Honestly, being paralyzed by hopelessness and depression feels like a pretty sane way to be, and when the general atmosphere is so shitty, it’s not strange that we are equally demoralized about ourselves. But sometimes it’s like, what is this, the middle ages? You know, when Christians explained disasters like the plague or widespread starvation by conjuring up an ever-harsher and more punitive God. A merciless God called for merciless, ascetic living, and with time, all private questions and problems had to be answered by self-discipline and hard work. Then came capitalism. Sounds familiar, no? Only now, we’re shifting from capitalism (where the meaning of life is to build wealth and try to live forever) to some kind of attention economy (where the meaning of life is to be noticed for whichever clever and poetic disassociations you employ merely to survive).
We’re looking for meaning and answers in all the wrong places.
A few weeks ago, I stayed up all night after an evening out, talking to Tyler. I told him that I was worried that my body was falling apart, because I was aching all the time and I was losing so much hair. Skeptical of my hypochondria as he tends to be, he told me: you’re at the frontier of human knowledge and experience; just by virtue of being born when you were, you know more about the world than the people who defined modern medicine and whatever systems of knowledge run the world. I saw before me all of my little mannerisms as programmed routines shaped by generations of indoctrination. Obsessing about eating healthy, exercising, and brushing my teeth twice a day takes up more mental space than so many of the things I really care about, and for what reason really? To live until I’m a hundred years old?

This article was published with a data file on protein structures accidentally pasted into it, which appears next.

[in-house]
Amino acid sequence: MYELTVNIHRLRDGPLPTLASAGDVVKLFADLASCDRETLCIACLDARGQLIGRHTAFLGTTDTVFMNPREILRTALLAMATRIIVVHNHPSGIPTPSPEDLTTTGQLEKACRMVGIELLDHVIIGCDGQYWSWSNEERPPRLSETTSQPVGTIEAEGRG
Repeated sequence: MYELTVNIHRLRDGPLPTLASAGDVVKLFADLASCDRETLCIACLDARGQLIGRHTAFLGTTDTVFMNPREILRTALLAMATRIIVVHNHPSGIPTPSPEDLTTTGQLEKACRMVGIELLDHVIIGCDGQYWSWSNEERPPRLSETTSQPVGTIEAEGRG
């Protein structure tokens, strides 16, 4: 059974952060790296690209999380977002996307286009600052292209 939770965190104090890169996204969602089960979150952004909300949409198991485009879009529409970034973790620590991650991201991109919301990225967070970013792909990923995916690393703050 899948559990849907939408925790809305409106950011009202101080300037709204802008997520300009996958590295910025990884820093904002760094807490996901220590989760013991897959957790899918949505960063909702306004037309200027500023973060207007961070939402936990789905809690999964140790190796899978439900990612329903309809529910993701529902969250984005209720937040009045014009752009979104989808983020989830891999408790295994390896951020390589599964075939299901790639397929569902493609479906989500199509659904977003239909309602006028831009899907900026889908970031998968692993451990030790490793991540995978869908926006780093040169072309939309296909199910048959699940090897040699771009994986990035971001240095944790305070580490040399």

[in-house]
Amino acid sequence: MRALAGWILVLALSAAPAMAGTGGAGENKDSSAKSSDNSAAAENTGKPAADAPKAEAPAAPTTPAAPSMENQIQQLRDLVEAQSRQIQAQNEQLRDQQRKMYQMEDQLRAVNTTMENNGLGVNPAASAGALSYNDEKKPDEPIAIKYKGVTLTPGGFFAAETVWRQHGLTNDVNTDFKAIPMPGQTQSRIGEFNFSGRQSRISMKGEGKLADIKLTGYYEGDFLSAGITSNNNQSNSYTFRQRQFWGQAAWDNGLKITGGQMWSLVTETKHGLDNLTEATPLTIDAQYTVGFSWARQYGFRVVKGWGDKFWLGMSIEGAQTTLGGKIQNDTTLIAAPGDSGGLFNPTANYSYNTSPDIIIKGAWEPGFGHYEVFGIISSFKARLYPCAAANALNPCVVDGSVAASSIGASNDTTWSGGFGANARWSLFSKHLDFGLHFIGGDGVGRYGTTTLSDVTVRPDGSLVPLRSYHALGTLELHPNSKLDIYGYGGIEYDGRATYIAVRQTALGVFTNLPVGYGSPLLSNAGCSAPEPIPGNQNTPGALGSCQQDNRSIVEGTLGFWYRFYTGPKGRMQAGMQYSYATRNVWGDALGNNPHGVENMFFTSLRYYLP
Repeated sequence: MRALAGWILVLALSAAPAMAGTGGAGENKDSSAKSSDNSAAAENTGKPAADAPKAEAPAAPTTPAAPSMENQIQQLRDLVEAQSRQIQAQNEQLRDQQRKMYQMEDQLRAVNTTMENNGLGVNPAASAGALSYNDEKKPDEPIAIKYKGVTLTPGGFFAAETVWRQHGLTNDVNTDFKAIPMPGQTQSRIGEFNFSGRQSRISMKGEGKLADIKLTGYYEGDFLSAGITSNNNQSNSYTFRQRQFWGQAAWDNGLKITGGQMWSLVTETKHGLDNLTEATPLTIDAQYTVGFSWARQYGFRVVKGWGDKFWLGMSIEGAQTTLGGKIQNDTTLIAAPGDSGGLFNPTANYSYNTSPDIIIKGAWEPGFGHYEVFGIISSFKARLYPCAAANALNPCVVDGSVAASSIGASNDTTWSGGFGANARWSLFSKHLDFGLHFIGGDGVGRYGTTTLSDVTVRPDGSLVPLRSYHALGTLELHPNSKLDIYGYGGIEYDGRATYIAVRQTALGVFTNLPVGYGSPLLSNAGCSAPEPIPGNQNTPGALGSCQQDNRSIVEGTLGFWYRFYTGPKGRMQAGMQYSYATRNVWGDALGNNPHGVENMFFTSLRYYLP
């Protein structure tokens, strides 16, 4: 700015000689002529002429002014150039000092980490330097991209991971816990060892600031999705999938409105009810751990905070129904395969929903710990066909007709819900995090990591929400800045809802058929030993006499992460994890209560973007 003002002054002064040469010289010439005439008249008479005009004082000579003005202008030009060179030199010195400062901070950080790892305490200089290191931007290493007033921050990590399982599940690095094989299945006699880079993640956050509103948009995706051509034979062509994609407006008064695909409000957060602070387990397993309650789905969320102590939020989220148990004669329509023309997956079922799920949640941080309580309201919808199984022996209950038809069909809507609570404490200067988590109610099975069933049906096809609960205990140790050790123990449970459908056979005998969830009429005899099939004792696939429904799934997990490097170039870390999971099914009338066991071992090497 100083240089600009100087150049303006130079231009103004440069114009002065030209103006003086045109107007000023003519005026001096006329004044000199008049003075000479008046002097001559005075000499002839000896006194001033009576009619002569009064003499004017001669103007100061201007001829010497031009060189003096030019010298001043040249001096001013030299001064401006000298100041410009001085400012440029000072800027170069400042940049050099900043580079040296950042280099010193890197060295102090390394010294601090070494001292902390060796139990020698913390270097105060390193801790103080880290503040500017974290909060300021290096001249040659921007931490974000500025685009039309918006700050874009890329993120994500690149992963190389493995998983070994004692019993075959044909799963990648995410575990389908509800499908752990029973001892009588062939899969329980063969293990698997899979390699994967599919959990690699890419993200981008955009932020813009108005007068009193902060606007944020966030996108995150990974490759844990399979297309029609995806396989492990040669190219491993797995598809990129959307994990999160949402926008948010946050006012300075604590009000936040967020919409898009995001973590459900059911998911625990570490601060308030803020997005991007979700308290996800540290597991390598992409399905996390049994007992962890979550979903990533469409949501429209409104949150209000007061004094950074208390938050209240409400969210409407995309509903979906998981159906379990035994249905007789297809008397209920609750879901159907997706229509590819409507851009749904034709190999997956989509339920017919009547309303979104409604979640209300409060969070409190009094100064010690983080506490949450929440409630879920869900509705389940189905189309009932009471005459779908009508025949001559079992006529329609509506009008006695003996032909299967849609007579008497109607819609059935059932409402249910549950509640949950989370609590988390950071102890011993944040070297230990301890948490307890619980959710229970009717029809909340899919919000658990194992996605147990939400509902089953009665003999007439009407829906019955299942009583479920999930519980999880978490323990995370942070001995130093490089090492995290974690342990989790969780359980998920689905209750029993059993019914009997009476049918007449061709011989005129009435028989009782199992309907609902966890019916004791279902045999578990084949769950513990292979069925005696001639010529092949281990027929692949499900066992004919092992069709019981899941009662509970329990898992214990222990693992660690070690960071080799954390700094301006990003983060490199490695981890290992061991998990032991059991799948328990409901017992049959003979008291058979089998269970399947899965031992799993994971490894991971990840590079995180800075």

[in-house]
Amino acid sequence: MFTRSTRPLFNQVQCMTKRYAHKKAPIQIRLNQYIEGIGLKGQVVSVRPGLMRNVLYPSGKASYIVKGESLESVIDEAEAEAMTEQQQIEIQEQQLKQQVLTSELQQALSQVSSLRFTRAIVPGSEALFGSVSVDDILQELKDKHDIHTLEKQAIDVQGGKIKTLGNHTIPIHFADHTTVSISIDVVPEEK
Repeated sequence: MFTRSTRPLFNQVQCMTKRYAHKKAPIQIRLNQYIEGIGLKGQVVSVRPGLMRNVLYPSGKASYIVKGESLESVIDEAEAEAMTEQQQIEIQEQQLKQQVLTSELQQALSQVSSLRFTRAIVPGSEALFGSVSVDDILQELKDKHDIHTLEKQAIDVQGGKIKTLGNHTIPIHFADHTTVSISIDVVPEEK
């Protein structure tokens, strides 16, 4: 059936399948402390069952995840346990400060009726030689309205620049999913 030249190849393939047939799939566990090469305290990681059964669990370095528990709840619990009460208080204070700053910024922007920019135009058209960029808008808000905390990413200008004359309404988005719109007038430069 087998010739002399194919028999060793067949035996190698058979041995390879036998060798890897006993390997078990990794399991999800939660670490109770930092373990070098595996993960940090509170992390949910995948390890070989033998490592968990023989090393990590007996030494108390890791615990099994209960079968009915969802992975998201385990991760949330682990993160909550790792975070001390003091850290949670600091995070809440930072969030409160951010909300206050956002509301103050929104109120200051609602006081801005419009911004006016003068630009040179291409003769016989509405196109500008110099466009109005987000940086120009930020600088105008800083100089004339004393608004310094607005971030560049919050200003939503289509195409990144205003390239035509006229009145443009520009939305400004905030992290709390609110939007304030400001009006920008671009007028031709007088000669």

Feeling stagnant and stuck is the result of letting these thought programs do the thinking for you. It can be hard to find an anchor outside of these paradigms; how to live and what to live for beyond poetry and self-help. I like to think about how so many ideas which run the world – from Facebook to Western medicine – were developed by a bunch of cavalier 25 year olds. There’s no answer, and it’s harder to figure out how to live if you have a criminal record, precarious immigration status, or no money. But there’s no fucking justice, and no one will give you a handicap, or leg up, no matter how far you’re falling behind. The best we can do is to make hypotheses, fail quickly, and change whenever or wherever we need to.
This is The Not Again Issue, in which we dig up our winter gloves, scuffle through the snow, and silently scream at our wrinkles in the mirror. This month, we’re looking at repetition, self-improvement, and exhaustion. We’ll also take a look at unrivaled comebacks, and share lots of great new music, art, and internet weirdness to help you overcome that New Year fatigue. Reach out with your feelings.